This command would set a NET/ROM route to #MINTO:VK2XLZ-10 via a neighbour VK2SUT-9 on my AX.25 port called `radio'.

You can manually create entries for new neighbours using the nrparms command as well. For example:

   # /usr/sbin/nrparms -routes radio VK2SUT-9 + 120

This command would create VK2SUT-9 as a NET/ROM neighbour with a quality of 120 and this will be locked and will not be deleted automatically.

The NET/ROM protocol

The original NET/ROM protocol was defined by a company named Software 2000 many years ago for their commercial ROMs for the TNC2. Later implementations such as by The/NET were implementing supersets of the protocol.

NET/ROM packets start with a a 5 byte long transport layer folling the AX.25 layer's headers. This header is looking as follows:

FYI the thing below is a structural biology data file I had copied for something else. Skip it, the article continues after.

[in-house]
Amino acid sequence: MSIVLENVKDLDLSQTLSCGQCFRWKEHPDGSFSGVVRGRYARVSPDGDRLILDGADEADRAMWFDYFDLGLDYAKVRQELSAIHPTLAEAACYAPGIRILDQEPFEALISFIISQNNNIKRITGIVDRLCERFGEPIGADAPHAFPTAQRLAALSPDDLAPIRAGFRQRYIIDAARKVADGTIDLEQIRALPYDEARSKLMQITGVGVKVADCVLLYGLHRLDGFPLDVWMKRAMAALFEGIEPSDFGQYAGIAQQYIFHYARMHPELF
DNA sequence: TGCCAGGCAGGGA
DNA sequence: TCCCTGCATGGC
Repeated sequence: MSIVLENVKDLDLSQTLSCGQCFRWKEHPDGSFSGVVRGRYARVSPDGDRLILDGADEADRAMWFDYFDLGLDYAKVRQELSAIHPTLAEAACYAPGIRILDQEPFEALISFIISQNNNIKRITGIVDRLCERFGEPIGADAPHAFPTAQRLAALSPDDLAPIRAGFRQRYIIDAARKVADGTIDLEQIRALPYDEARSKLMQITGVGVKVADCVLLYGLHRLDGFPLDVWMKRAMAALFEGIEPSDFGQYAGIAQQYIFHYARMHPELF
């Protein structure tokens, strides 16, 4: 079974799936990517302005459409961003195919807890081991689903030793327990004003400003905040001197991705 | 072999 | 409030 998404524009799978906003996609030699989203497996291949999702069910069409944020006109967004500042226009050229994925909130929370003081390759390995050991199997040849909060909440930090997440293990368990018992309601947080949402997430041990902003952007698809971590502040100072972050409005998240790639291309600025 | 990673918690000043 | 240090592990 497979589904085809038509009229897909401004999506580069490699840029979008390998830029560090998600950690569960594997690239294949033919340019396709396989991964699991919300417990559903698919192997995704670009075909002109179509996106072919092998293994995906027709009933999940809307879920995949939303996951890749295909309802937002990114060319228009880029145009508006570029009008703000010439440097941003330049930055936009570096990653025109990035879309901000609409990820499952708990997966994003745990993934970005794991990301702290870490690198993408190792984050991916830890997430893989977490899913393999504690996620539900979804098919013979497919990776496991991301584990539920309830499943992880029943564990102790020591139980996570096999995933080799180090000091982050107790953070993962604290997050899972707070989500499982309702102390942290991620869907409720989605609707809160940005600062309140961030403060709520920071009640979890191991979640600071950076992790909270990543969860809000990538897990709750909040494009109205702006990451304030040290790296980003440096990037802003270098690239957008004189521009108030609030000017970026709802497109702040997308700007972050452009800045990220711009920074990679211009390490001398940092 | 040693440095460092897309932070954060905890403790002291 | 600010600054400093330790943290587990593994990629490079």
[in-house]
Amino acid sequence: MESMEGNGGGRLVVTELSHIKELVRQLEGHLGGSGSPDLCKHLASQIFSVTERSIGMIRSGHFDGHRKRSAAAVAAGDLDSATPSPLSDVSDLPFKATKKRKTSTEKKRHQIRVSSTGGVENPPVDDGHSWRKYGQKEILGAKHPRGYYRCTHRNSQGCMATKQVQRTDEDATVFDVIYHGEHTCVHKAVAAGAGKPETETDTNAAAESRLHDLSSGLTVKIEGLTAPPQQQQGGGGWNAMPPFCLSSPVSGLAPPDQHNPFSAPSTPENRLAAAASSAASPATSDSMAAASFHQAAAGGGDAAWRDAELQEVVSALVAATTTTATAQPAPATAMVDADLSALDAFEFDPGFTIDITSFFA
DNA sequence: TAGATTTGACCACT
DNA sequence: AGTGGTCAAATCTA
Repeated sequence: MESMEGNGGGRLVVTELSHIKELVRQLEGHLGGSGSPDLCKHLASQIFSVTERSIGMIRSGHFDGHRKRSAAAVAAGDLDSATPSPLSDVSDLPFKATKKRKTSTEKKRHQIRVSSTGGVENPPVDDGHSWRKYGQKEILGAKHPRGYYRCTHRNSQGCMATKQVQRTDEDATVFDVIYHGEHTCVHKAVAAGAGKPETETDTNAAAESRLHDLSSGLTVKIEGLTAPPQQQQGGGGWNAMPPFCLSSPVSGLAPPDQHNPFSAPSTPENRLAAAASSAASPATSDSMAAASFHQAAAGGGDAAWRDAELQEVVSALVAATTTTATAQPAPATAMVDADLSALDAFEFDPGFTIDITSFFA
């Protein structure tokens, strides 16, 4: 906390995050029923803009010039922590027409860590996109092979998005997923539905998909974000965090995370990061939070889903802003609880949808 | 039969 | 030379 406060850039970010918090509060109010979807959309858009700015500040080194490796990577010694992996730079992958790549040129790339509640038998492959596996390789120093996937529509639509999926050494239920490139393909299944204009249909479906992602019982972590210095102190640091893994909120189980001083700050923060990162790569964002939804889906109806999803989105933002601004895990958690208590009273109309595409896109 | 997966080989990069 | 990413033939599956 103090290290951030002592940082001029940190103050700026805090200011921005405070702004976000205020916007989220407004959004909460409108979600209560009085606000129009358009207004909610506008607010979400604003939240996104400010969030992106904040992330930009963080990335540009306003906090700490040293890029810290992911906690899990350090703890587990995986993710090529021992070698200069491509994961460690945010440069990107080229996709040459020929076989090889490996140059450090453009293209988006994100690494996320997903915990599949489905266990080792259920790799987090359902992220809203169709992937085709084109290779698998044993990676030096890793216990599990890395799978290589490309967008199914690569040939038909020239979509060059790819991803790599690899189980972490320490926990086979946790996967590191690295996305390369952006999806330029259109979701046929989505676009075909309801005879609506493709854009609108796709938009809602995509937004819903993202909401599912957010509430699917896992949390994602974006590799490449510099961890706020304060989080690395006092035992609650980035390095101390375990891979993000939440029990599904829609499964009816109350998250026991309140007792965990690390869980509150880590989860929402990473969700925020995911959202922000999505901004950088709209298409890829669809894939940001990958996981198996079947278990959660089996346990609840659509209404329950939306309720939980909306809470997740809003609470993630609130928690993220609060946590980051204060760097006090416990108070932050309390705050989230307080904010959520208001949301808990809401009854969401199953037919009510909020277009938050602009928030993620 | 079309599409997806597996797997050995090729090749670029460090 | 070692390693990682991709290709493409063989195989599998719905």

Offset     Use
       0     Circuit Index
       1     Circuit ID
       2     TX Sequence Number
       3     RX Sequence Number
       4     Opcode and Flags

The Opcode and Flags field is constructed as follows:

    Bits     Use
   0 - 3     Opcode
       4     Reserviert
       5     More Follows Flag
       6     NAK Flag
       7     Choke

NET/ROM implements seven operations for the opcode field. Opcodes 0..6 were already defined in the original Software 2000 NET/ROM specification.

       0    Protocol Extension
       1    Connect Request
       2    Connect Acknowledge
       3    Disconnect Request
       4    Disconnect Acknowledge
       5    Information
       6    Information Acknowledge
       7    Reset

G8PZT Reset

The Reset operation was designed by G8PZT. It solves the problem that NET/ROM has nothing equivalent to TCP's RST flag to tell the remote side that a connection does no longer exist on the local side. Strict NET/ROM has no other way of dealing with this case than letting the connection timeout - a very slow recovery method. To avoid reset wars Linux will never reply to a Reset packet with another Reset packet. For paranoia reasons the G8PZT Reset extension is currently disabled by default; it needs to be explcitly enabled by:

sysctl -w net.netrom.reset=1

The intent is to change the default to enabled after Linux 2.6.17 has been released and no issues have been found.